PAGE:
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Alum Charged With Hacking Into Texas A&M

A recent graduate of Texas A&M University is charged with hacking into the school's computer system and illegally accessing information on 88,000 current and former students, faculty and staff members.

Luis Castillo must appear before a magistrate judge Wednesday.

Federal prosecutors said Castillo, who graduated in December with a computer science degree, accessed the system in February and caused more than $5,000 in losses to the university. The school had to hire extra staff to minimize damage.

Castillo was charged with felony reckless damage to a protected computer and could face as many as five years in prison if convicted.

Castillo, who has not been arrested, couldn't immediately be reached for comment Thursday. A person at a listing for a Luis Castillo didn't return a message, and officials at the College Station campus said they didn't have a current address for him.

In late February, A&M officials detected a breach in a server that contains log-ins and passwords used by students, faculty and staff members, said Pierce Cantrell Jr., vice president and associate provost for information technology.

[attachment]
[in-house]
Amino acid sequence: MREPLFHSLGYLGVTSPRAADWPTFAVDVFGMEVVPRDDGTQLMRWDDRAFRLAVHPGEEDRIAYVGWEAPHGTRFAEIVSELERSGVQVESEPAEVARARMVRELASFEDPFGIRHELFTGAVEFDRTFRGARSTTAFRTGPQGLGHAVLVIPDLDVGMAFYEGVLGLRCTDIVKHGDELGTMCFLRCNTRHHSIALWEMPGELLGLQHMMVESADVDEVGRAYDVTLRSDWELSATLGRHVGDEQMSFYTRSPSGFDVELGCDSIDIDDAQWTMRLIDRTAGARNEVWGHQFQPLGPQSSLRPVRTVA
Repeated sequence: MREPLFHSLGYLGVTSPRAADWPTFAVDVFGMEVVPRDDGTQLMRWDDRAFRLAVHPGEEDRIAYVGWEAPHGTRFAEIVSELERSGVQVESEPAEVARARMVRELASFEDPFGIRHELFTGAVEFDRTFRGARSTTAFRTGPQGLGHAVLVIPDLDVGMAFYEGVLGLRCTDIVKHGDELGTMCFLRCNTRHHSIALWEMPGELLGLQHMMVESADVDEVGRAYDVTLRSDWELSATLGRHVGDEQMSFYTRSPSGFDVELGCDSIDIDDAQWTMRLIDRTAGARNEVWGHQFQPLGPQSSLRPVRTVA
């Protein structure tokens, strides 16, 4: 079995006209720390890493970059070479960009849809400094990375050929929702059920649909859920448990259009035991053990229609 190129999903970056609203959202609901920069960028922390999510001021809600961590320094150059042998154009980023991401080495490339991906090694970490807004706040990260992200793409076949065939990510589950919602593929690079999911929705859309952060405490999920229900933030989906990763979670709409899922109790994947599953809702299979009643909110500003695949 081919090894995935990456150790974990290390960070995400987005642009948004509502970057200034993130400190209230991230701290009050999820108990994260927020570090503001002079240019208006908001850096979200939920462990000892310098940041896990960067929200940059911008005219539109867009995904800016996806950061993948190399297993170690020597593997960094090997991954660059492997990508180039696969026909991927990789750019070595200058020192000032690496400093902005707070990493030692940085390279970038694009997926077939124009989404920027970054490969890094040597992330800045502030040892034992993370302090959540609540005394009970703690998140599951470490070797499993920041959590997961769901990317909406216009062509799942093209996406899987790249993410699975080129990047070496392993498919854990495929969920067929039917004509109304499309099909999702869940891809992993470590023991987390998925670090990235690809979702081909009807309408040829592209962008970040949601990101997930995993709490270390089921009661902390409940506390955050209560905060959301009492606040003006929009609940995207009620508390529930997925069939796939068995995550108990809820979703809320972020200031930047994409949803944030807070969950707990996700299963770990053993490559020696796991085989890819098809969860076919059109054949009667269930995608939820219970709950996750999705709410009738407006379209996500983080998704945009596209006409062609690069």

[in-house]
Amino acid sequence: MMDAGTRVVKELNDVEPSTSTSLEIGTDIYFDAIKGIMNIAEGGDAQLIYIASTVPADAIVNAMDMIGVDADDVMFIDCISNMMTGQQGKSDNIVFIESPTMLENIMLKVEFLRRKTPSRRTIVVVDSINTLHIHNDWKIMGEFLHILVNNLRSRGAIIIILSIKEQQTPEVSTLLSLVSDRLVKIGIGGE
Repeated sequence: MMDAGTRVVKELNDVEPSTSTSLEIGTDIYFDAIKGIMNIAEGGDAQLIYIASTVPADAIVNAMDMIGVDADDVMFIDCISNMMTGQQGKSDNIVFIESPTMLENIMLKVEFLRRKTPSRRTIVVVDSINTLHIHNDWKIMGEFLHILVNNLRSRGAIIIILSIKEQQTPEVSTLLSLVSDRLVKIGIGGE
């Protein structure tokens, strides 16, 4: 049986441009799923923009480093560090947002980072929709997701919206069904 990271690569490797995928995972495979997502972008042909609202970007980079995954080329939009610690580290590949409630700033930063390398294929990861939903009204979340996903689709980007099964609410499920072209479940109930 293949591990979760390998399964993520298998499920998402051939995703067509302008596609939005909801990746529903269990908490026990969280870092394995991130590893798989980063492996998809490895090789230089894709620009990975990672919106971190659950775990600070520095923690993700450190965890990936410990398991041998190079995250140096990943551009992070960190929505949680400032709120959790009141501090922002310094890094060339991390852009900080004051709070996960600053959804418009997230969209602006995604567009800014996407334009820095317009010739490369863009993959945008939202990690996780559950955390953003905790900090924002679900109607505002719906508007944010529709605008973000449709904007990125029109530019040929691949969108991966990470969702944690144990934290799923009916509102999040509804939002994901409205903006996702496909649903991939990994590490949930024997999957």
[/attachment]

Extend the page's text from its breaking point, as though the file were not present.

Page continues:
The passwords could be used to access e-mail, campus wireless access and a link where students can view their records online, Cantrell said. The log-ins are also used by faculty members for e-mail, course management and grade books.

Social Security numbers and bank account numbers were not accessed, and the breach did not allow entry into the school's financial system or payroll, officials said. No unauthorized changes to the records have been found.

The university has added safeguards to the system.

Meanwhile, the University of South Carolina was looking into what it called an "accidental disclosure" of private student information on the Internet, school spokesman Russ McKinney said Thursday.

The school in Columbia is trying to determine exactly what type of information was released, how long it was on the Web and who might have accessed it, he said. The breach involved 1,482 students, he said.

A year ago, the university warned 6,000 current and former students that some of their personal information might have been accessed by an intruder into the computer system in September 2005.

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